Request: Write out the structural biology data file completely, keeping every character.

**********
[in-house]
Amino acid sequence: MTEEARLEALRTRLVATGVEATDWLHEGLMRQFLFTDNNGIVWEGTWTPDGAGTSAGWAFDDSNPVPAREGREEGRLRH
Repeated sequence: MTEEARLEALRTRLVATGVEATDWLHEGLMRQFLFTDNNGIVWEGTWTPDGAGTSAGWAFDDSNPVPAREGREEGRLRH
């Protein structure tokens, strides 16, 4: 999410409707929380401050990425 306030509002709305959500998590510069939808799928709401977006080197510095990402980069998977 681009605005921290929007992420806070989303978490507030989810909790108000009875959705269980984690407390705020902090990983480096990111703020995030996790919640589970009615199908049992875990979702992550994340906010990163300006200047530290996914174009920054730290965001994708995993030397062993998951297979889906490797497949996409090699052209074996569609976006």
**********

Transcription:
[in-house]
Amino acid sequence: MTEEARLEALRTRLVATGVEATDWLHEGLMRQFLFTDNNGIVWEGTWTPDGAGTSAGWAFDDSNPVPAREGREEGRLRH
Repeated sequence: MTEEARLEALRTRLVATGVEATDWLHEGLMRQFLFTDNNGIVWEGTWTPDGAGTSAGWAFDDSNPVPAREGREEGRLRH
């Protein structure tokens, strides 16, 4: 999410409707929380401050990425 306030509002709305959500998590510069939808799928709401977006080197510095990402980069998977 681009605005921290929007992420806070989303978490507030989810909790108000009875959705269980984690407390705020902090990983480096990111703020995030996790919640589970009615199908049992875990979702992550994340906010990163300006200047530290996914174009920054730290965001994708995993030397062993998951297979889906490797497949996409090699052209074996569609976006």